Experiencing math anxiety—nervousness and discomfort in relation to math—impairs math performance for some students, but new research shows that it's linked with improved performance for others, at least to a degree. ...

Small group math instruction benefits young children

June 12, 2018
Teaching math to small groups of low-income, minority kindergartners has a positive impact on their learning and can help bridge the divide with higher-income peers, say University of Michigan researchers.

Changing students' attitudes to mathematics improves test scores

May 10, 2018
A free 'massive, open, online course' (MOOC) designed to change students' attitudes towards mathematics makes them more engaged in class—leading to significantly higher test scores. Published in open-access journal Frontiers ...

Anxiety affects test scores even among students who excel at math

March 13, 2017
The term math anxiety doesn't call to mind a person who excels at the subject. But students who perform extremely well on math exams can suffer from such anxiety, which has a surprisingly powerful effect on just how well ...

Betsy DeVos laments lack of progress seen in US students (Update)

April 10, 2018
The results of the latest Nation's Report Card are in and the news isn't good.

France wants to fix 'catastrophic' math scores, conquer fear

February 12, 2018
France's government is worried about how many of its schoolchildren consider themselves "stupid at math."

Recommended for you

FDA approves brain stimulation device for OCD

August 17, 2018
(HealthDay)—A brain stimulation device to treat obsessive-compulsive disorder (OCD) has received approval for marketing Friday by the U.S. Food and Drug Administration.

Research eyes role of stress in mental illnesses

August 17, 2018
We all face stress in our lives. Even researchers seeking to understand why some people shrug it off while others face battles against disorders like depression or PTSD.

16 going on 66: Will you be the same person 50 years from now?

August 17, 2018
How much do you change between high school and retirement? The answer depends on whether you're comparing yourself to others or to your younger self.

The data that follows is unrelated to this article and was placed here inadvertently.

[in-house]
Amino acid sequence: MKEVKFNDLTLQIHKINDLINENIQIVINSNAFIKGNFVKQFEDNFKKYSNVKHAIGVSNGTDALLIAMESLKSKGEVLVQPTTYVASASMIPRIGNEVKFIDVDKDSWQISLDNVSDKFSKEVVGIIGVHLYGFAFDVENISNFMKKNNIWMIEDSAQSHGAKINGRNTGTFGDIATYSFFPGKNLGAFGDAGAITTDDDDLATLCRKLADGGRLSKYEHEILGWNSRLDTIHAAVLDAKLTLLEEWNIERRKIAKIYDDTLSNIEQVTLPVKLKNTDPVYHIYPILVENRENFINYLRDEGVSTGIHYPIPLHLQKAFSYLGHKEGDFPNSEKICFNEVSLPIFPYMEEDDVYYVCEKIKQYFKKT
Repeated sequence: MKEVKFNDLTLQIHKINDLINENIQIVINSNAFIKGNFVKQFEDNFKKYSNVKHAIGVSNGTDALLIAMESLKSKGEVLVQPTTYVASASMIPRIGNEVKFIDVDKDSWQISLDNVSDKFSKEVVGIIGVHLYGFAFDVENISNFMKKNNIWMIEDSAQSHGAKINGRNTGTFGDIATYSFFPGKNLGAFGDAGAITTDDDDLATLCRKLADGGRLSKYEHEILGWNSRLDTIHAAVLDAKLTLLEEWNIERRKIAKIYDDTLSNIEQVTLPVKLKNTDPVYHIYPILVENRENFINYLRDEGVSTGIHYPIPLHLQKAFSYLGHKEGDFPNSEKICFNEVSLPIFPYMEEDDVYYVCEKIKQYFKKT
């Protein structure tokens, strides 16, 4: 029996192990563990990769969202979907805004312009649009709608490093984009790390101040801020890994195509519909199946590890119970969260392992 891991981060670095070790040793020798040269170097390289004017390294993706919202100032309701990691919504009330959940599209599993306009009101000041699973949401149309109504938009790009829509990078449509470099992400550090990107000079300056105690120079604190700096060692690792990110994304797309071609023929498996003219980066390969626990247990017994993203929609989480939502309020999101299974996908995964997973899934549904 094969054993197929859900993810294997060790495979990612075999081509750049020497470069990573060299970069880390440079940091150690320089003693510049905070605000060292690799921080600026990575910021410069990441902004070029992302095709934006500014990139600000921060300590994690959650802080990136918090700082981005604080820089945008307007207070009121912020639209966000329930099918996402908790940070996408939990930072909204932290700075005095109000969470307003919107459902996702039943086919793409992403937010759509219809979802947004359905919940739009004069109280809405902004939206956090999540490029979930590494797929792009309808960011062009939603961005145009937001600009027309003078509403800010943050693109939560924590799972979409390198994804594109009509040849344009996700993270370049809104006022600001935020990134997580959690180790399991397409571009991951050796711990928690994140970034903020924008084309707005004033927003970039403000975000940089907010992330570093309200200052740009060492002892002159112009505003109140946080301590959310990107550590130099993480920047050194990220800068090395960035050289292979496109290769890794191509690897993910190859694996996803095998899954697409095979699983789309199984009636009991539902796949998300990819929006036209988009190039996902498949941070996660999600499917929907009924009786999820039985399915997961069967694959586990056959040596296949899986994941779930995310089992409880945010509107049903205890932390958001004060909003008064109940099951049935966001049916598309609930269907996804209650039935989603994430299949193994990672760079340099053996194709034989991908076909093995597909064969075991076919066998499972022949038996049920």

Men and women show surprising differences in seeing motion

August 16, 2018
Researchers reporting in the journal Current Biology on August 16 have found an unexpected difference between men and women. On average, their studies show, men pick up on visual motion significantly faster than women do.

It's okay when you're not okay: Study re-evaluates resilience in adults

August 16, 2018
Adversity is part of life: Loved ones die. Soldiers deploy to war. Patients receive terminal diagnoses.

Expecting to learn: Language acquisition in toddlers improved by predictable situations

August 16, 2018
The first few years of a child's life are crucial for learning language, and though scientists know the "when," the "how" is still up for debate. The sheer number of words a child hears is important; that number predicts ...

3 comments

Adjust slider to filter visible comments by rank

Display comments: newest first

Anonym518498
1 / 5 (1) Aug 04, 2018
Did my taxpayer money go for this garbage?
mtnphot
1 / 5 (1) Aug 05, 2018
I asked two persons with theoretical physics Phd's what their opinion of this story was. They call bullshit. Thinking involves much more than sitting up straight and subtracting 7 from 843 until your mind goes numb.
mtnphot
1 / 5 (1) Aug 05, 2018
Subtracting 7 from 843 isn't mathematics. Its arithmetic. But an Education professor may not be aware of the difference.

Please sign in to add a comment. Registration is free, and takes less than a minute. Read more

Click here to reset your password.
Sign in to get notified via email when new comments are made.